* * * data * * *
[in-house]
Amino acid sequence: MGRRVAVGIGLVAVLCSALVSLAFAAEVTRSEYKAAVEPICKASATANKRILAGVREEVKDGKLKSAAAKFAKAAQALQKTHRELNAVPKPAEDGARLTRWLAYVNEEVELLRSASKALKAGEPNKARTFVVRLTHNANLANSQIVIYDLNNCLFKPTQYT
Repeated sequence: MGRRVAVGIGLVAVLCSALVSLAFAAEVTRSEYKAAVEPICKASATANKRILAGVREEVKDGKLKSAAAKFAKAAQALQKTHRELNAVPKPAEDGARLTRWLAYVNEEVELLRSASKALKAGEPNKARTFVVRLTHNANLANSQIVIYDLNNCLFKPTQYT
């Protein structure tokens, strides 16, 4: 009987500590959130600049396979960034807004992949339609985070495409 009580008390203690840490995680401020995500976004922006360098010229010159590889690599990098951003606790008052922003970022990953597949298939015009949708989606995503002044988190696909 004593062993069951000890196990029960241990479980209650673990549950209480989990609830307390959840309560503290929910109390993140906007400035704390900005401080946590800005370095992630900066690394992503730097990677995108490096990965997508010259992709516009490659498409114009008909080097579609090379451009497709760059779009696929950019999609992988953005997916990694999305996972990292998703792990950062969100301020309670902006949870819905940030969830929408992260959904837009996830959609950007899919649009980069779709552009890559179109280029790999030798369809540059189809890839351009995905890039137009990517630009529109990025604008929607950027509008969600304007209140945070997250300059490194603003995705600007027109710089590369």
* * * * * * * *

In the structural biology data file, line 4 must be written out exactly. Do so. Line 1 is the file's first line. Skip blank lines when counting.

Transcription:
């Protein structure tokens, strides 16, 4: 009987500590959130600049396979960034807004992949339609985070495409 009580008390203690840490995680401020995500976004922006360098010229010159590889690599990098951003606790008052922003970022990953597949298939015009949708989606995503002044988190696909 004593062993069951000890196990029960241990479980209650673990549950209480989990609830307390959840309560503290929910109390993140906007400035704390900005401080946590800005370095992630900066690394992503730097990677995108490096990965997508010259992709516009490659498409114009008909080097579609090379451009497709760059779009696929950019999609992988953005997916990694999305996972990292998703792990950062969100301020309670902006949870819905940030969830929408992260959904837009996830959609950007899919649009980069779709552009890559179109280029790999030798369809540059189809890839351009995905890039137009990517630009529109990025604008929607950027509008969600304007209140945070997250300059490194603003995705600007027109710089590369």